Miami's bench hasn't been particularly productive for most of the season, due in no small part to Ray Allen's inconsistent play off the pine. But if the Heat are to repeat as champions (and survive the slog of the regular season), they'll need steadier contributions from their reserves, like the ones they coaxed from Allen and Battier Wednesday night.
With an assist from LeBron, of course.
What's there to learn from the Charlotte Bobcats' 105-99 loss to the Detroit Pistons in a battle of Eastern Conference lottery teams?
Not much. Except that Michael Kidd-Gilchrist will crush your face if you're not careful. The rookie's clearly got some hops—and a bright future ahead of him.
The Bobcats can only hope MKG can learn from losing to a middle-aged Michael Jordan one-on-one.
As long as we're on the topic of youngsters doing impressive things in meaningless games between teams counting ping pong balls, how about the performance Kyrie Irving turned in on national TV?
The second-year guard scored a game-high 35 points—including 20 in the fourth quarter—along with seven assists and five rebounds to lead the Cleveland Cavaliers past the New Orleans Hornets, 105-100.
Kyrie clearly came away the victor in all aspects of his battle with fellow No. 1 pick Anthony Davis, who registered 12 points and four rebounds of his own for the Hornets. All told, it's been a productive six-day stretch for Irving. First, there was the sick shake on Brandon Knight during the Rising Stars Challenge. Then came the Three-Point Shootout title, followed by his first appearance in the All-Star Game.
Now, a win, with yet another clutch fourth quarter from one of the NBA's brightest young stars.
Things didn't go so well for James Harden the first two times he went up against his old 'mates this season. The Houston Rockets lost their first meeting to the Oklahoma City Thunder by 22 points and their second by 30 points, with Harden shooting a combined 9-of-33 (27.3 percent) from the field.
As it happens, the third time was, indeed, a charm for The Beard. Harden's final line was nothing short of astonishing—a career-high 46 points on 14-of-19 from the field, 7-of-8 from three and 11-of-12 from the line, with eight rebounds, six assists, a steal and a block in 44 minutes. More importantly, Harden scored 14 of those points on a perfect 4-of-4 from the field to fuel a 29-12 Rockets run over the final 7:13 of the game to help Houston pull out a 122-119 win over the reigning Western Conference champions.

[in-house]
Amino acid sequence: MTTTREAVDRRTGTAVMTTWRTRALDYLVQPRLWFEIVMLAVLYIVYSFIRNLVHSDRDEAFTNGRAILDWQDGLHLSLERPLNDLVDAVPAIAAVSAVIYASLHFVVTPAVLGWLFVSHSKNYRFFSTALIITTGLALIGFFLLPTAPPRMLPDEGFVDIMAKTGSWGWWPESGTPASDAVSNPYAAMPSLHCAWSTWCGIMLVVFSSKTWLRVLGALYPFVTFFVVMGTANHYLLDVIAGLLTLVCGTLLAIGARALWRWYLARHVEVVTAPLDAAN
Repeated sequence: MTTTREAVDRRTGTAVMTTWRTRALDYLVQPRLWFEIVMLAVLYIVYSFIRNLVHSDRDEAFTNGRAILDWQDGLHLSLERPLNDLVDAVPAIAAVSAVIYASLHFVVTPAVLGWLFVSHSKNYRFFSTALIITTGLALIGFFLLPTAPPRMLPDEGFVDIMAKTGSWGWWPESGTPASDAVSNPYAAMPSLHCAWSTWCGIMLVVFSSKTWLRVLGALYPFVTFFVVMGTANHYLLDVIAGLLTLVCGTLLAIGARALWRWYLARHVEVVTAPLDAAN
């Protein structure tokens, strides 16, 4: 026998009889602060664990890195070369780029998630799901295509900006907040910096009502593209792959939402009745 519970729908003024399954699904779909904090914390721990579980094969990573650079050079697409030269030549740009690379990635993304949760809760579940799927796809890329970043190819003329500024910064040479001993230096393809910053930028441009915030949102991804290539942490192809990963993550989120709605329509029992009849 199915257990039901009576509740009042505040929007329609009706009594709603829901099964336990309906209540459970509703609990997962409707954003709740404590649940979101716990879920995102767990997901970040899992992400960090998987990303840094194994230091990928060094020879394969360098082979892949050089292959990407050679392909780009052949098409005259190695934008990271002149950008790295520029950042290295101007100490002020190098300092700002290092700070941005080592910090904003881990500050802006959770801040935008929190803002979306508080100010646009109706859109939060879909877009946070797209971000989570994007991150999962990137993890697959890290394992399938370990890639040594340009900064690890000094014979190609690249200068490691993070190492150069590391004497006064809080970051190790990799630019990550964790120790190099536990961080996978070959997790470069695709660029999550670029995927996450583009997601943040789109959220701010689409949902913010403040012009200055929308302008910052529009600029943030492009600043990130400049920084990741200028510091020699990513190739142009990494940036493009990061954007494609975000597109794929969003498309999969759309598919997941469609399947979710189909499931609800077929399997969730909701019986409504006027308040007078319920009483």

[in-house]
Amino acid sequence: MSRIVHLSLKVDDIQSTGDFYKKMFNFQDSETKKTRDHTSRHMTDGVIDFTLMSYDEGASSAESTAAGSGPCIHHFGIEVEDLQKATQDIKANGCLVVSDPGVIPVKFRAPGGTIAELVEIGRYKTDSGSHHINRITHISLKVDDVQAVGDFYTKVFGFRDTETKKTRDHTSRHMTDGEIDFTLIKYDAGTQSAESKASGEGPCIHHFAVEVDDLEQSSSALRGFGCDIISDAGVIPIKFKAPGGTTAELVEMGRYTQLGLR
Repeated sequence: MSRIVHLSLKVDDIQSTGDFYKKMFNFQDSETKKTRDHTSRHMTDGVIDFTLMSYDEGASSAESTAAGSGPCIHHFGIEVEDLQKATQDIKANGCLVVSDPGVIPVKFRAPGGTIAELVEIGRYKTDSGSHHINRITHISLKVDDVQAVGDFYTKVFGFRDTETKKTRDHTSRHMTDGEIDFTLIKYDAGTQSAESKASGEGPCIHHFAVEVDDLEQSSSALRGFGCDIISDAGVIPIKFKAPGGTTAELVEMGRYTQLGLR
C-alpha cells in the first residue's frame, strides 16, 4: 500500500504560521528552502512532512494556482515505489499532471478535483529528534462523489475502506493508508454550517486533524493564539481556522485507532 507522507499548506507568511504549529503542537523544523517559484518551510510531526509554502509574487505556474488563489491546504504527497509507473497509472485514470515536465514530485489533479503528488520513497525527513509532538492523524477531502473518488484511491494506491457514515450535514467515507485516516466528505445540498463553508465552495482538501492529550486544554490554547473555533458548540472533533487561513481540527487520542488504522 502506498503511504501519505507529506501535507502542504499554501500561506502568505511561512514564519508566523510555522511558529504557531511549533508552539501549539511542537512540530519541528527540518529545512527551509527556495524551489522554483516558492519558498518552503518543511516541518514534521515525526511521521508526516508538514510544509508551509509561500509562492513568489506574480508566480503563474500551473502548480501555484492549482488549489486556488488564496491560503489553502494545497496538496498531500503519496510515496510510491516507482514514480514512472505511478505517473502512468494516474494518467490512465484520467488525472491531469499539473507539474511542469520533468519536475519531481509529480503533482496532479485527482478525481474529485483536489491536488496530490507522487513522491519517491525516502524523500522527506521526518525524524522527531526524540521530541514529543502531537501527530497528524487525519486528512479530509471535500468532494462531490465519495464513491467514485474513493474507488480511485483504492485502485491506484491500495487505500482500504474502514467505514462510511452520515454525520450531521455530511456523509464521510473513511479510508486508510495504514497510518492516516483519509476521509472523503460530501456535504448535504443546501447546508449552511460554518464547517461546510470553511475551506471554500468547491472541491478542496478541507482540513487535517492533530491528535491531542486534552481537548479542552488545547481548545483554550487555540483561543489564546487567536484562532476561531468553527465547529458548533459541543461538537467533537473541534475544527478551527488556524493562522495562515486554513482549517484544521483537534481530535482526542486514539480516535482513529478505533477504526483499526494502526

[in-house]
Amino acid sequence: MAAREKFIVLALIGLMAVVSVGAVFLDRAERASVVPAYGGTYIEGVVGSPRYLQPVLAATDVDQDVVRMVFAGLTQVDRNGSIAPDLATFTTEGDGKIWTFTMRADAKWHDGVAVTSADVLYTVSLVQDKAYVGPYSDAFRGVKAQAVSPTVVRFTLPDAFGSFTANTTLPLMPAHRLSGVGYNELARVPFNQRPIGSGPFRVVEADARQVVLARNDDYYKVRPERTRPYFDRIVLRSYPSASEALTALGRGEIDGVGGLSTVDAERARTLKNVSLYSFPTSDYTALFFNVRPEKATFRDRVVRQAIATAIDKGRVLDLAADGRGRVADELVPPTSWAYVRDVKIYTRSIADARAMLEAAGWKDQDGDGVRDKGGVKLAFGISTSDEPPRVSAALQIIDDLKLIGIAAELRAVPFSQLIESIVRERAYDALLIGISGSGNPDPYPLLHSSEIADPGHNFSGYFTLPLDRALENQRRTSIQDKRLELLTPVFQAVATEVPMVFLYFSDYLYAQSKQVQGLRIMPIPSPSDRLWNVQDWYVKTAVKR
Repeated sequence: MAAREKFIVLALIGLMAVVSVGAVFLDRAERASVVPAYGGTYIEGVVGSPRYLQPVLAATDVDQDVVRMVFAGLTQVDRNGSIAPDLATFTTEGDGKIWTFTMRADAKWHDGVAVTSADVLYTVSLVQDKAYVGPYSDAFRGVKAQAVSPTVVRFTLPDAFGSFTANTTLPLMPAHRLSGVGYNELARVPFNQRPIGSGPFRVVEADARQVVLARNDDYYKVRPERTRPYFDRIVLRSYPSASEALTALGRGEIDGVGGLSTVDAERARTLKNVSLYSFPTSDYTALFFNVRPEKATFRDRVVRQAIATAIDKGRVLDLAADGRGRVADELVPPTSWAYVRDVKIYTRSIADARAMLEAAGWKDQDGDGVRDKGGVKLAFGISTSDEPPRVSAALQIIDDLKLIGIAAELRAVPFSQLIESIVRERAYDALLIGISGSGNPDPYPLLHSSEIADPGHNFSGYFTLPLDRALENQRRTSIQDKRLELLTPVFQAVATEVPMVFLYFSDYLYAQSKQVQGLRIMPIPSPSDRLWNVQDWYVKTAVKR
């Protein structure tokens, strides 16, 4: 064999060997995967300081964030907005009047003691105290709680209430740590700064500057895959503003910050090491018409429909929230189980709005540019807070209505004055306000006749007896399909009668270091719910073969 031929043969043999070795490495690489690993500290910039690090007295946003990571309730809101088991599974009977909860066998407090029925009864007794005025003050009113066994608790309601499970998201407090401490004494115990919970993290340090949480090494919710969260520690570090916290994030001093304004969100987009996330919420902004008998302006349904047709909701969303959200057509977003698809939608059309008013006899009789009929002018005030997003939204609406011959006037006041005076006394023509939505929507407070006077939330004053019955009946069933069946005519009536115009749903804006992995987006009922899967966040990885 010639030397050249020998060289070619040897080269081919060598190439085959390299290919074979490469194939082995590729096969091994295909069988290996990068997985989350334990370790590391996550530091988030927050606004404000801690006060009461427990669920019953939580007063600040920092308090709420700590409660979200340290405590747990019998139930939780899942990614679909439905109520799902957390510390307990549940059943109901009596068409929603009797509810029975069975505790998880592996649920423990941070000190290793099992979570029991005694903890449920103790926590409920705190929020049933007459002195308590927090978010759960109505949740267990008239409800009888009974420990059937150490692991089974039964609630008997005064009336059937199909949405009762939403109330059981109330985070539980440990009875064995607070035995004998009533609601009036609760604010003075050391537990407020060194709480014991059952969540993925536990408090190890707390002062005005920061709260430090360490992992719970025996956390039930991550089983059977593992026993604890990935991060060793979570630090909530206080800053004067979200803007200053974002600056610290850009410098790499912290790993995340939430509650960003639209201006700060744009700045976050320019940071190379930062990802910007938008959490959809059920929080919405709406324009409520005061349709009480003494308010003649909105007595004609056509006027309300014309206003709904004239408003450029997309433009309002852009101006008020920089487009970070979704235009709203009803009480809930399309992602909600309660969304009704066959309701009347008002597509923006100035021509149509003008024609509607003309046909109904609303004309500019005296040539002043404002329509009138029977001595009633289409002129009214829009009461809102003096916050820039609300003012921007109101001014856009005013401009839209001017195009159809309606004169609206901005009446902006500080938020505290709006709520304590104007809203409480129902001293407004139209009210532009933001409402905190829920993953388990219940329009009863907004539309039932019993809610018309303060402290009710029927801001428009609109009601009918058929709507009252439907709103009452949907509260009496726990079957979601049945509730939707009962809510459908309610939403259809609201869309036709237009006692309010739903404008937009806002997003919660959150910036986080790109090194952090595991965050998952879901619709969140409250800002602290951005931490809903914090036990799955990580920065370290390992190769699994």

More impressively, though, Harden's performance managed to upstage some outstanding showings from Kevin Durant (his second career triple-double), Russell Westbrook (28 points, 10 rebounds, eight assists) and Rockets backcourt buddy Jeremy Lin (29 points, six rebounds, eight assists).
Because The Beard gets what The Beard wants...period. Even if it means turning a pair of intriguing trades into mere footnotes for the time being.
An emotional night for the Los Angeles Lakers turned into one befitting the memory of the late, great Dr. Jerry Buss at the Staples Center. The evening began with a stirring montage of Dr. Buss' life, followed by a pitch-perfect speech by Kobe Bryant.
And capped off by a 113-99 blowout win over the archrival Boston Celtics, which undoubtedly had the legendary owner smiling down from somewhere. Seven Lakers scored in double figures, with Kobe and Steve Nash chipping in seven assists apiece.
Surely, though, Dr. Buss would be more pleased if this particular victory turned out to be part of a late-season playoff push for the Purple and Gold. The Lakers remain 3.5 games behind the Houston Rockets in the race for the eighth seed in the Western Conference.
But with Dwight Howard supposedly settled in for the rest of the season (after pouring in 24 points and 12 boards) and the "JB" patches firmly affixed to their jerseys, the Lakers have every motivation to make the most of their remaining schedule.